• Brandon Staley, Los Angeles Chargers: Staley may be a very good coach who falls victim to very lofty expectations. He boasts an 11-10 record since being hired before the 2021 season. The Chargers, like the Broncos, are 2-2 in a competitive division. But the overtime loss to the Las Vegas Raiders in last season’s finale – and Staley’s bizarre time-out that handed the Raiders the chance to win – might be too much for the second-year coach to overcome if there’s no playoff berth for the Bolts this season.

Frank Reich Never Has No Luck

  • Frank Reich, Indianapolis Colts: Poor Frank Reich. A hot commodity after leading the Philadelphia Eagles offense to the team’s first Super Bowl ever, he signed on to be the top dog in Indianapolis, thinking he could build around franchise quarterback Andrew Luck. We know how that turned out. After starting out the 2019 campaign with Luck, he’s started the subsequent seasons with Jacoby Brissett (2019), Phillip Rivers (2020), Carson Wentz (2021), and Matt Ryan (2022). Since his first season in Indy, Reich’s appeared in a single playoff game. The Colts are off to a disappointing 0-2-1 start in a division many expected them to win. Colts owner Jim Irsay may decide this relationship has run its course.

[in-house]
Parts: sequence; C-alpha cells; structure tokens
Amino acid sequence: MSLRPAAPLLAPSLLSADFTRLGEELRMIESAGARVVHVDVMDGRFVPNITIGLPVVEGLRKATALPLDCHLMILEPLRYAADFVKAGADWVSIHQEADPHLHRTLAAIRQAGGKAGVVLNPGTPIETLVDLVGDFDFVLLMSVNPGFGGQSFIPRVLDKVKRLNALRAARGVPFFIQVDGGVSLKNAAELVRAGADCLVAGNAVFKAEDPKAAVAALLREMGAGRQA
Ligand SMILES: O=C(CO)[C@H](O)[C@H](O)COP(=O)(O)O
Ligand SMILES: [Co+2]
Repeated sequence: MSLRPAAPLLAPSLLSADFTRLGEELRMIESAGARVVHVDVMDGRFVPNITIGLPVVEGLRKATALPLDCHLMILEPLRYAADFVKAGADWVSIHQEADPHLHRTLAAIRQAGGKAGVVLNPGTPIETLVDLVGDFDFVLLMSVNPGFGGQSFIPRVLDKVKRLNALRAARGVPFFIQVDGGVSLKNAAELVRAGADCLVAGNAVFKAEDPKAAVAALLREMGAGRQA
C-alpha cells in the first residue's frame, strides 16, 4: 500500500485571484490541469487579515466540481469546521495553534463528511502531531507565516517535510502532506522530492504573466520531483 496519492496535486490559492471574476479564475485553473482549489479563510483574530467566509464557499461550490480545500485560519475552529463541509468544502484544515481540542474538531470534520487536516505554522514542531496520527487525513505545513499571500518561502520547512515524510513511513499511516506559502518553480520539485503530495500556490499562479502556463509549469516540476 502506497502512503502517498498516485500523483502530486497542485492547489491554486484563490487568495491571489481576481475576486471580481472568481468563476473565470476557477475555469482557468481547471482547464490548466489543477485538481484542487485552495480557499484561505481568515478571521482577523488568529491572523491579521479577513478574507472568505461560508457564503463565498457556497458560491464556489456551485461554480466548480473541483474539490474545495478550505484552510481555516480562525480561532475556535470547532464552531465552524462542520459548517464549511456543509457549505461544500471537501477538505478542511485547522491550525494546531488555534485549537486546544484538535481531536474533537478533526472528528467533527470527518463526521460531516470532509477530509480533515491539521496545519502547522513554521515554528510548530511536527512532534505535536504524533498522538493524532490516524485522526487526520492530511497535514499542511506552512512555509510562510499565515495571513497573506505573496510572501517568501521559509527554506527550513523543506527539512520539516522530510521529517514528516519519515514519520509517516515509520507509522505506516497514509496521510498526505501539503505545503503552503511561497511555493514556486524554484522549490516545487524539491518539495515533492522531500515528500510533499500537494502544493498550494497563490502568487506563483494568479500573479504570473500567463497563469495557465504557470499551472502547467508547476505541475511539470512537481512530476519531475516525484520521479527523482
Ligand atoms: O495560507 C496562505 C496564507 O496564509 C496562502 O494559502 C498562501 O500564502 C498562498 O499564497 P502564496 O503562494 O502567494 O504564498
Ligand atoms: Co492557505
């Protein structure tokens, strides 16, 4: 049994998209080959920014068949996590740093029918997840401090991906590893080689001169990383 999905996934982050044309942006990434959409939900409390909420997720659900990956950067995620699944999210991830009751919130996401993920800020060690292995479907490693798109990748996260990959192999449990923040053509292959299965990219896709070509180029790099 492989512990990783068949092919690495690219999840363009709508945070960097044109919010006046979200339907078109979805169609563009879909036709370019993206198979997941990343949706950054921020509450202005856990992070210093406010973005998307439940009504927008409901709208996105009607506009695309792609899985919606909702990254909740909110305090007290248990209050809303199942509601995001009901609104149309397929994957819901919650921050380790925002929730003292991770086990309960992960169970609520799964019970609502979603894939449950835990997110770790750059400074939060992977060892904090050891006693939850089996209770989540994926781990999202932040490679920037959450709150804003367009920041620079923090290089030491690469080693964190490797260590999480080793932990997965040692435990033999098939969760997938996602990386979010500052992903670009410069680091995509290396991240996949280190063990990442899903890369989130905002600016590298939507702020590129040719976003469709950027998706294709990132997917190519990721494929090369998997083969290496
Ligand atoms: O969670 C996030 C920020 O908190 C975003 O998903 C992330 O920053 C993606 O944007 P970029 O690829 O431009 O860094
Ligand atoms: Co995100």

• Ron Rivera, Washington Commanders: Of all the coaches on the hot seat, none are as universally respected as Ron Rivera. He’s been a steady voice of reason and understanding during his tumultuous tenure as the head coach in Washington. Working for Daniel Snyder hasn’t been easy for any of his coaches. Working for Snyder over the last three seasons has had to be close to impossible. He won seven games in each of his first two seasons (remember, 2020 was 16 games), and he’s off to a 1-3 start and already 3 games behind the Eagles and two behind the Cowboys and New York Giants). Wentz – like just about every Washington QB dating back to Doug Williams – is not the long-term answer. Rivera is an admirable man, a survivor, and a good football coach. But this isn’t the job for him at this point.

Saturdays Will Once Again Rhule

  • Matt Rhule, Carolina Panthers: If only one coach is going to lose his job this season, it will most likely be Rhule. The speculation was rampant at the close of 2021 and it’s only louder now. These things are bound to happen when you sign a record-breaking contract for a first-time NFL Head Coach  (seven years, $60 million). Rhule has not had a steady answer at quarterback, shuffling through the likes of Cam Newton, Sam Darnold, and now Baker Mayfield. But that’s not going to be enough to spare him from owner Dave Tepper, who’s reportedly “embarrassed” already by the deal he freely and openly gave to Ruhle to keep him from visiting the Giants in the winter of 2020.

Expect the soon-to-be-former Panthers coach back on campus for 2023. And he’ll likely find similar success with whatever program hires him to replicate the turnaround jobs he did at Temple and Baylor – places where he was never one of the NCAA coaches on the hot seat.

He’ll just have a little more change in his pocket this time.